The "Harley Eater" privateer track bike
1921 Indian Board Track Racer
Engine no. 71R956
History is not kind to old race bikes. Obsolete and past their prime, they are often broken up for parts, or left in a corner to quietly rust away until they become just so much fodder for the scrap man. This motorcycle, perhaps the definitive American privateer racer, was well along that sad path, until it was rescued by the one man who could see it for what it once was.
In its prime this Indian was almost unbeatable. Built by Noel McIntyre, it would become known as the "Harley Eater" for its string of victories on Southern California tracks in the 1920s and '30s. McIntyre, a mechanic at Guy Urquhart's well-known Indian dealership in San Diego, would gain fame as the tuner for Floyd Emde's Daytona-winning Big Base Scout in 1948, but in 1923 he was a struggling racer himself. After hours, he crafted his own race bike, starting with a short-wheelbase 1921 Scout frame to which he grafted a 61ci Powerplus motor, the hot-rodded "big valve" 1000cc job, using the bigger engine's lower frame cradle and half-girder front fork. The resulting special had twice the horsepower of a Scout and stripped down to bare essentials weighed just 285 pounds. It was a fearsome combination that bested most of the arch-rival Harley-Davidsons it ever came up against.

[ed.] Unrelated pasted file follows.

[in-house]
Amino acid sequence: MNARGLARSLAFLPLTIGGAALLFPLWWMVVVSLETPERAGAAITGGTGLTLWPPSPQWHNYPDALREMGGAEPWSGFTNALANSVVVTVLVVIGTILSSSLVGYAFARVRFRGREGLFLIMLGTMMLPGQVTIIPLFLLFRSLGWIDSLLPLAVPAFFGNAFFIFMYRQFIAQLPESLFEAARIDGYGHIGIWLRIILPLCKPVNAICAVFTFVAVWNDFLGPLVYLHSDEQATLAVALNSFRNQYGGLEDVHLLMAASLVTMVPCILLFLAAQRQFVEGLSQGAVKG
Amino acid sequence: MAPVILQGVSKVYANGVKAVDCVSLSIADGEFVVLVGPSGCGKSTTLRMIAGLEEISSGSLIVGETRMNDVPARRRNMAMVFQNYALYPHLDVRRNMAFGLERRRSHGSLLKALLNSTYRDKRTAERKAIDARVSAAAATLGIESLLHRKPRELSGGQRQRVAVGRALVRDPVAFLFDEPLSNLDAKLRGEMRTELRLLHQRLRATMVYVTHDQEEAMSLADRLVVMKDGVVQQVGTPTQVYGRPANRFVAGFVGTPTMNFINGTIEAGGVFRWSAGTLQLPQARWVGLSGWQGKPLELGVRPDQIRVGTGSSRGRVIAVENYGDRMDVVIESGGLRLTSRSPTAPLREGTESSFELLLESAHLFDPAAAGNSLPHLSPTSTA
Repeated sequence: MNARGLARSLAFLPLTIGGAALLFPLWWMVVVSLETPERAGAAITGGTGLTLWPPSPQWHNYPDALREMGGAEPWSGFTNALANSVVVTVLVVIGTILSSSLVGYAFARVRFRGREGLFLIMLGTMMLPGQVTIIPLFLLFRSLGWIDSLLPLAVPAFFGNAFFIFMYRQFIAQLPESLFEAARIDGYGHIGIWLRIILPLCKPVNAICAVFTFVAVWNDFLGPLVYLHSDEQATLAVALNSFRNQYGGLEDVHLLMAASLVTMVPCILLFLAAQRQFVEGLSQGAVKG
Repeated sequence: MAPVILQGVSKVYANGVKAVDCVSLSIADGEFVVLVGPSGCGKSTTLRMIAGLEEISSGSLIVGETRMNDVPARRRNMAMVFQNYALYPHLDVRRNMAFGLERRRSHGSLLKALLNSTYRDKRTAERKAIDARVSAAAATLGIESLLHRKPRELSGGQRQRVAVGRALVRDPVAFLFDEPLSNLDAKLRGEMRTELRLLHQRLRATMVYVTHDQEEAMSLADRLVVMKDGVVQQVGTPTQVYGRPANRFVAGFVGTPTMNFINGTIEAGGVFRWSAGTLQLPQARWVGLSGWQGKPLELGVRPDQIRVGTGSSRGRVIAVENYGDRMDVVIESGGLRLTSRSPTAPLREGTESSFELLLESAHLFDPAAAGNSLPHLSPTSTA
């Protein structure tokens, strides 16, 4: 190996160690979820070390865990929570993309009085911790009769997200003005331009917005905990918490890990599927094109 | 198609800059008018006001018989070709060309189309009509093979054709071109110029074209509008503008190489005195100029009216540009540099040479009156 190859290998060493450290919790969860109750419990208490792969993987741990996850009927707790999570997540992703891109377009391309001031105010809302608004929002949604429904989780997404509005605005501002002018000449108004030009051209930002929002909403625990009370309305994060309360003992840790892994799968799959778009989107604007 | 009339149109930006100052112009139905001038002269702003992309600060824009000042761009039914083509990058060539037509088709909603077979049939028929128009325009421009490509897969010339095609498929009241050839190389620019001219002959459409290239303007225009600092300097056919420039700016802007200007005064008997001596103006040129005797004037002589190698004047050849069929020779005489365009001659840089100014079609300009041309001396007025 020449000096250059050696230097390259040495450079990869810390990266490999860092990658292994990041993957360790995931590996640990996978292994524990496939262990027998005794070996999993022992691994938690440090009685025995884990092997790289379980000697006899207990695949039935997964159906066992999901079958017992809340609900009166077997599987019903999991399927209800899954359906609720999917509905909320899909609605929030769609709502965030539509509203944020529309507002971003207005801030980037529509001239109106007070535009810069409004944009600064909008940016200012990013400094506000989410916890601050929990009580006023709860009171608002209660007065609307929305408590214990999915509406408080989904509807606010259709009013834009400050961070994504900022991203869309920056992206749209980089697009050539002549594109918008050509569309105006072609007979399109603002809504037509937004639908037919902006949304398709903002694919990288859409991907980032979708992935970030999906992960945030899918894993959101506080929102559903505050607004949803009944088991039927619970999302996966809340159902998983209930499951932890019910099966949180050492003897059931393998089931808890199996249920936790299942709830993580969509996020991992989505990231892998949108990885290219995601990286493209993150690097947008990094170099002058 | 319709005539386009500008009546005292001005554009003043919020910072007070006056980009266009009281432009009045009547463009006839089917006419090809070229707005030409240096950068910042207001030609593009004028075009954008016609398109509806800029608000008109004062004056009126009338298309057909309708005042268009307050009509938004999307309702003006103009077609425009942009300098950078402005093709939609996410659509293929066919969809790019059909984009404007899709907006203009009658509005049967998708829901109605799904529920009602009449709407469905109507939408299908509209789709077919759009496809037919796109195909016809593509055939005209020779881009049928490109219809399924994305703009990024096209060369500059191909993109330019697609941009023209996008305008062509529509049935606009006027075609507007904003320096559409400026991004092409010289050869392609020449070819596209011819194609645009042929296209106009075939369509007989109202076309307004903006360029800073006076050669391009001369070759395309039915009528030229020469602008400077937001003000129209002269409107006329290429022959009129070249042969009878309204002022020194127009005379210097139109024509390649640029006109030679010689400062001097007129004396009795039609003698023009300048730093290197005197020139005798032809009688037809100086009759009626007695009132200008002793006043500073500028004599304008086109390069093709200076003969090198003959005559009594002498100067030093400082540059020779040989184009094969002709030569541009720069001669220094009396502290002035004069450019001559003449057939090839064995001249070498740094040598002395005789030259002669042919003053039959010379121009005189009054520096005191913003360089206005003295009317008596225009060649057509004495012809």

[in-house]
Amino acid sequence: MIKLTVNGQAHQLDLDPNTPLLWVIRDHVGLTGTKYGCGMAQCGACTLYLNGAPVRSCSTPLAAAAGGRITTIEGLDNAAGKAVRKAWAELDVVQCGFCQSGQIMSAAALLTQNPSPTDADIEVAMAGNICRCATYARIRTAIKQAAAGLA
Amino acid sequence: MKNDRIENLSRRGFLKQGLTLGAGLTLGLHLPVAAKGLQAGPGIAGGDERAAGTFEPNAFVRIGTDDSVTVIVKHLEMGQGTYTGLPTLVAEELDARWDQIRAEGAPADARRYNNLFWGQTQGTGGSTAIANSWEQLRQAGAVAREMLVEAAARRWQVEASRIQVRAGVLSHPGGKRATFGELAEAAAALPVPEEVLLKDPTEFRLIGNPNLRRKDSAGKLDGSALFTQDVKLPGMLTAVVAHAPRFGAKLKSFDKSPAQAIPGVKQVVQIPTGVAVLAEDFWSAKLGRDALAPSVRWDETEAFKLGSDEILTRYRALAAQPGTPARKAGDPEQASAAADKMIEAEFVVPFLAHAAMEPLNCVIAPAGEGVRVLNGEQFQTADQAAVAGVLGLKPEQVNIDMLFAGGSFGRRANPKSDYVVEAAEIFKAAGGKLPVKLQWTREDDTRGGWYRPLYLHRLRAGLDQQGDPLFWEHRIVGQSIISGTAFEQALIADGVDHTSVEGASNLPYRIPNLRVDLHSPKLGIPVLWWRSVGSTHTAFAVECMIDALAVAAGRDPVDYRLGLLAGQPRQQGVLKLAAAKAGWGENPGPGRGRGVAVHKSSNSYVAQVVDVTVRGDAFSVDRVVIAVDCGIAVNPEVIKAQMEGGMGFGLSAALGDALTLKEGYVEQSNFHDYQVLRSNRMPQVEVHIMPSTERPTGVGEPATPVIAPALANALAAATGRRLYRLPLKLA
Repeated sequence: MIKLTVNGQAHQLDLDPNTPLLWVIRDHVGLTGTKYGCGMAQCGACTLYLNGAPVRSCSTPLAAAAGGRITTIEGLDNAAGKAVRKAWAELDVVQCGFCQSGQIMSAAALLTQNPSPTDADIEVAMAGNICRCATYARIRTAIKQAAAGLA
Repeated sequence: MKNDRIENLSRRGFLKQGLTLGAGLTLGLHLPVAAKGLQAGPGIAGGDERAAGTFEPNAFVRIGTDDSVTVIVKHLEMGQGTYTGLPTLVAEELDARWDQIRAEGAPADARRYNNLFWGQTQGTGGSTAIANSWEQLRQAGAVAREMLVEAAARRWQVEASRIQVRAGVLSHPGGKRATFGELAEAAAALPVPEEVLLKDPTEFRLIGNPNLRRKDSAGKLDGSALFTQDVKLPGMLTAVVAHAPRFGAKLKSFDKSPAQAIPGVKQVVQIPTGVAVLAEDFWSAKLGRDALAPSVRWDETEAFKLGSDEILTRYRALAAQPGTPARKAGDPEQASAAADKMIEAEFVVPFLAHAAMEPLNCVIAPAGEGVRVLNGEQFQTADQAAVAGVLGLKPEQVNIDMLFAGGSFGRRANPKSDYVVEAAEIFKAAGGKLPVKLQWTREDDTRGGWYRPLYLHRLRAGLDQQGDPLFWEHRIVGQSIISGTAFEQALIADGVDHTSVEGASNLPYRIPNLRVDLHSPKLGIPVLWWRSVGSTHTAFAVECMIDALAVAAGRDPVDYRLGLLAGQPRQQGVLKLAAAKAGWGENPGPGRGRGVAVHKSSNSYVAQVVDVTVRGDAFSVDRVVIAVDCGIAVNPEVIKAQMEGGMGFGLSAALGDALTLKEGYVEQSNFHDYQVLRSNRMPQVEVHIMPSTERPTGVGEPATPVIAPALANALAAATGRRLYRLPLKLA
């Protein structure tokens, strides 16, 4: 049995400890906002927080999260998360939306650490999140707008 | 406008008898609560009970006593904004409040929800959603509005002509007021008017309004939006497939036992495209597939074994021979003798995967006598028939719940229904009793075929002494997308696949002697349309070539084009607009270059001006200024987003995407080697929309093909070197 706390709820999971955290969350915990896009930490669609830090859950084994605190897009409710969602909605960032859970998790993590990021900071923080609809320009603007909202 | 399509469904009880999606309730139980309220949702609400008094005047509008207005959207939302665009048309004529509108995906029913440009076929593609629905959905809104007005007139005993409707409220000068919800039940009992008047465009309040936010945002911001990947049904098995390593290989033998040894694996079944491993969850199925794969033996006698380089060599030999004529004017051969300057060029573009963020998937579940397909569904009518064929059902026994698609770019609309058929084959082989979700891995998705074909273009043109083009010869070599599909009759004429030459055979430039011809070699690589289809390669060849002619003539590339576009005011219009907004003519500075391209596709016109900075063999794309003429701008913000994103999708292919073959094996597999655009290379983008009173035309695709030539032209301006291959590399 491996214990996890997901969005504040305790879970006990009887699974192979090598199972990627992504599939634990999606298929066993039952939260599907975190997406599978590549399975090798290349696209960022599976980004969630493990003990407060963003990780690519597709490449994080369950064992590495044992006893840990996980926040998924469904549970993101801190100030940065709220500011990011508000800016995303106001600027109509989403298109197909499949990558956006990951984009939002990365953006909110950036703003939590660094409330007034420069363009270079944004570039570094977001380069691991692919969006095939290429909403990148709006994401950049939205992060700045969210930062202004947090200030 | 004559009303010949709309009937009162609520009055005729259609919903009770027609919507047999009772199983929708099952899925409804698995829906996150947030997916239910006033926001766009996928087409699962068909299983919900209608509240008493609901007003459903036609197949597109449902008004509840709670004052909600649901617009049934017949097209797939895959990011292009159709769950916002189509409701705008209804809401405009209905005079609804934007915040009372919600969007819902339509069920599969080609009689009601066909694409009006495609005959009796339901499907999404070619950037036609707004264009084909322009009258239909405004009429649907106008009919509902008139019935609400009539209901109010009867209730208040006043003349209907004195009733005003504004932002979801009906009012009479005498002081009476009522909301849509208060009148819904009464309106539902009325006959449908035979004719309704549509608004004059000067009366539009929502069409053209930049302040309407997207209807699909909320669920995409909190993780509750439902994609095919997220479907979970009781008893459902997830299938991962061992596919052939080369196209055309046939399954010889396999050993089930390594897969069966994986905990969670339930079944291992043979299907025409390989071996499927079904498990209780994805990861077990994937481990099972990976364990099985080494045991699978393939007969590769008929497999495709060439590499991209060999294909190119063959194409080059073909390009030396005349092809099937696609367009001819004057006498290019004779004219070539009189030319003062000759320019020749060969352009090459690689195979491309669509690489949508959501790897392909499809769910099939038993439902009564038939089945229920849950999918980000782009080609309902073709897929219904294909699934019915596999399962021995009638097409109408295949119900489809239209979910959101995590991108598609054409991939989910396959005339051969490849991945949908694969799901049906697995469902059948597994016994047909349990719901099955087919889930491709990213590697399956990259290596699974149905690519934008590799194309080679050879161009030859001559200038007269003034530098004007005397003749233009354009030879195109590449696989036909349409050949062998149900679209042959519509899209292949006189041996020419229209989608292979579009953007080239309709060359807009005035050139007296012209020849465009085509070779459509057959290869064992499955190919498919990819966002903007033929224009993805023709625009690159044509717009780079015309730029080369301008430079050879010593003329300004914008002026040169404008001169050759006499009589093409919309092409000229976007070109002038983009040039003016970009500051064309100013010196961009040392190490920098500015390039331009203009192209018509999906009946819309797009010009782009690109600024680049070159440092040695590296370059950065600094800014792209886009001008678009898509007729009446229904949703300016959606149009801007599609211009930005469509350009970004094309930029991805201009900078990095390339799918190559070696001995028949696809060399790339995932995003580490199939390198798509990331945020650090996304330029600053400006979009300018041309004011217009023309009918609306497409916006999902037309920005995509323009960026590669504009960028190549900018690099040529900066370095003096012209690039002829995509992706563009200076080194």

But competition moves on and old racebikes are either retired or sold to lesser, up-and-coming riders. With its big power, short wheelbase and steep steering head angle, the Harley Eater was a handful even for an expert like McIntyre. With less experienced riders in the saddle, the bike turned lethal, or so the story goes, killing its next two owners. For whatever reason, the bike was parked for the following 30 years, shuffled from one owner to the next. At some point the motor was yanked and other parts went missing as so often happens with out-to-seed racers.
Luckily, in 1969 the rolling chassis crossed paths with Mr. Harry Sucher, collector, historian, and author of definitive histories of both Harley-Davidson and Indian, who instantly recognized the old Harley Eater despite its missing motor and years of neglect. He rescued the wreck from an uncertain fate; even better, he had in his garage the clutch, gearbox and most importantly an M-type 61ci Powerplus engine to make the famous bike whole once again.
The resurrected Indian remained in Sucher's stewardship until 1989, when it was sold to a collector of racing motorcycles. The current owner acquired the bike from that collection in 2000 and immediately undertook an eight-month restoration to its present incarnation. This is an important American motorcycle, built and raced by one man with great success, saved from obscurity by one of the keepers of the flame, then cared for and restored to its former glory by two sympathetic collectors.